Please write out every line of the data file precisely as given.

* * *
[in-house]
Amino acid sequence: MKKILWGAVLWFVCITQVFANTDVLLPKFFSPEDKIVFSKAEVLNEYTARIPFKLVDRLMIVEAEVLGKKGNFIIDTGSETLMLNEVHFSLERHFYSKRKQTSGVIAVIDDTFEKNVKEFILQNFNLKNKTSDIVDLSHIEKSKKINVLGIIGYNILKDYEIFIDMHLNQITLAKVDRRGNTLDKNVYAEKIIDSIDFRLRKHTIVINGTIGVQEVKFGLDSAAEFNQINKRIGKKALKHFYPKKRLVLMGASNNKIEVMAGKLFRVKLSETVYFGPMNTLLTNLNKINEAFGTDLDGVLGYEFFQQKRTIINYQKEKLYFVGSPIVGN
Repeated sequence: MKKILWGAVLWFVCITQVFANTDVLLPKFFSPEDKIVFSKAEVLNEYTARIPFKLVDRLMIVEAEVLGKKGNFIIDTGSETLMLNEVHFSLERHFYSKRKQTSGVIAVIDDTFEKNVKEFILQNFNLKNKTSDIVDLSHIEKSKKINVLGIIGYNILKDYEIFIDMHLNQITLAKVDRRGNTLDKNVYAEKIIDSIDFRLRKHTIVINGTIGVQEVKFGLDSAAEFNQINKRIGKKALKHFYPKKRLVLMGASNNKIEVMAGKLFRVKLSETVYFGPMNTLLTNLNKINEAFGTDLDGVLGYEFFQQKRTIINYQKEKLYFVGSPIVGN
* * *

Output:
[in-house]
Amino acid sequence: MKKILWGAVLWFVCITQVFANTDVLLPKFFSPEDKIVFSKAEVLNEYTARIPFKLVDRLMIVEAEVLGKKGNFIIDTGSETLMLNEVHFSLERHFYSKRKQTSGVIAVIDDTFEKNVKEFILQNFNLKNKTSDIVDLSHIEKSKKINVLGIIGYNILKDYEIFIDMHLNQITLAKVDRRGNTLDKNVYAEKIIDSIDFRLRKHTIVINGTIGVQEVKFGLDSAAEFNQINKRIGKKALKHFYPKKRLVLMGASNNKIEVMAGKLFRVKLSETVYFGPMNTLLTNLNKINEAFGTDLDGVLGYEFFQQKRTIINYQKEKLYFVGSPIVGN
Repeated sequence: MKKILWGAVLWFVCITQVFANTDVLLPKFFSPEDKIVFSKAEVLNEYTARIPFKLVDRLMIVEAEVLGKKGNFIIDTGSETLMLNEVHFSLERHFYSKRKQTSGVIAVIDDTFEKNVKEFILQNFNLKNKTSDIVDLSHIEKSKKINVLGIIGYNILKDYEIFIDMHLNQITLAKVDRRGNTLDKNVYAEKIIDSIDFRLRKHTIVINGTIGVQEVKFGLDSAAEFNQINKRIGKKALKHFYPKKRLVLMGASNNKIEVMAGKLFRVKLSETVYFGPMNTLLTNLNKINEAFGTDLDGVLGYEFFQQKRTIINYQKEKLYFVGSPIVGN